The result of the meeting will impact regional security in many profound ways. The project of forming a joint Arab force may be revived, coordinating a unified political stand will be easier and the mere visibility of collective confrontation in case of any additional intervention in the part of Iran is in and of itself a deterrent.
From reading Washington’s recent moves and statements, and Arab efforts to close their lines, it is clear that the itinerary of the regional conflict will go first through a process of “convincing” the Iranians that the IRGC intervention brings too much pressure and too high costs. And this is where the recent Arab-Arab moves and US positions are effective.
The two partners focus now on preventing any Iranian zero-sum gain in Syria and Yemen. Washington is going the extra mile to convince Moscow that this is the only realistic way to pacify the Middle East. President Putin understands the validity of the American argument. However, his cautiousness and obligations to his allies in Iran and Syria may slow his response. Moreover, his hopes that the US considers Moscow a peer, not only in Syria but globally, is further slowing his cooperation.
In the Turkish and Arab sides, it is now clear that aspirations in Syria are downsized. Yet, from the point of view of Assad and Iran, they believe it is an opportunity to “take back every inch of Syria”. So, what we are heading into is a move to force the two to also downsize their objectives, in order to reach a reasonable solution. The same pattern is applicable in Yemen.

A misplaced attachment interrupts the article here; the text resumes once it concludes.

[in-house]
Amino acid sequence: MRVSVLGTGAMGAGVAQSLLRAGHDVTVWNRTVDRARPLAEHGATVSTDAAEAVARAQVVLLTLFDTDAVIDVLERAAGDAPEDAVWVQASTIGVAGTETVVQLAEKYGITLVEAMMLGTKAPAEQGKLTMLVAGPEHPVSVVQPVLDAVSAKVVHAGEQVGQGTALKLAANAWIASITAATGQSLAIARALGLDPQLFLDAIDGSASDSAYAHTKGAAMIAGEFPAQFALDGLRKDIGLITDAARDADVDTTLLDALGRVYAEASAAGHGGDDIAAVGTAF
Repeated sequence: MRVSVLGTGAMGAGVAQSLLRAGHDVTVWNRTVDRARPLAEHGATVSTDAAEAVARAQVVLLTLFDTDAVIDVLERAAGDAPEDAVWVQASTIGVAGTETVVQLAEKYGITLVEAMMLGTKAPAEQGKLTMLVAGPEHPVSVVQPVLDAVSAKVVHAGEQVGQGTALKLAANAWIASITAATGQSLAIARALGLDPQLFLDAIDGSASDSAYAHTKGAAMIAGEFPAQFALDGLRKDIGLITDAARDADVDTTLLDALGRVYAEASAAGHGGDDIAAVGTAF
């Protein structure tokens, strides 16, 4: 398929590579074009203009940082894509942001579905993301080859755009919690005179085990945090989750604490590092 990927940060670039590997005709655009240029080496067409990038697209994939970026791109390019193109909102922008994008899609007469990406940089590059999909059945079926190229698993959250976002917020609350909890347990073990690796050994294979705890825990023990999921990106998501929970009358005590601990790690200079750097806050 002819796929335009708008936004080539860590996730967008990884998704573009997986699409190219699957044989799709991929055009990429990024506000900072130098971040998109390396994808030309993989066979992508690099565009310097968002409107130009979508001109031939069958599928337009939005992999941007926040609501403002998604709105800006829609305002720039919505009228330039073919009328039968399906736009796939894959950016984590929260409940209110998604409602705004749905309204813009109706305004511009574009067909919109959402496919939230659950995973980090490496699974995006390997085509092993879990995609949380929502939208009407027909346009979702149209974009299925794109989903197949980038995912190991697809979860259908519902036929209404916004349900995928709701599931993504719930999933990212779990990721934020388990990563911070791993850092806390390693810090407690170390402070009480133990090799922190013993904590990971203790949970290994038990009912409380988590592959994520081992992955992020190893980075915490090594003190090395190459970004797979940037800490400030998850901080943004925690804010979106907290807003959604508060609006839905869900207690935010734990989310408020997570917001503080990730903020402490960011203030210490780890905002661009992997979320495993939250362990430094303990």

In other words, what we see is the patient work to get the two sides to sit and talk.
This is backed by a general realignment in the region. We see now a different position in Khartoum towards the Muslim Brotherhood (MB). For some time now, there have been simmering disputes between Egypt and Sudan. Sudan hosted many MB leaders, Egypt refused to negotiate a territorial dispute around a triangle on the eastern borders between the two countries, and Sudan was suspected to side with Ethiopia on its Nile-water-share conflict with Cairo.
But on April 21, the two sides seem to have established a dialogue, starting from Sudan’s commitment to get the MB gradually out of its territories or to guarantee their passivity in the current attempt to overthrow the Egyptian regime. Egypt and Sudan’s Foreign Ministers met in Khartoum and both reported the beginning of a joint and serious effort to clear the skies in their relations.
However, the central point in this changing strategic landscape in the region remains the effort to reach a settlement to the Palestinian-Israeli conflict, hence normalize relations between Arabs and Israelis, per the late King Abdullah’s initiative. This will split the Arab World the same way it did following Sadat’s signing of the Camp David agreement. However, the opposition would be much smaller in this case.
This will lead to a certain impact on the regional balance of force. By closing their ranks, forming a joint Arab Stabilization Force, and pushing back their differences to a secondary place in their mutual relations, Arabs would have taken an important step towards protecting their own region.
April, 27 2017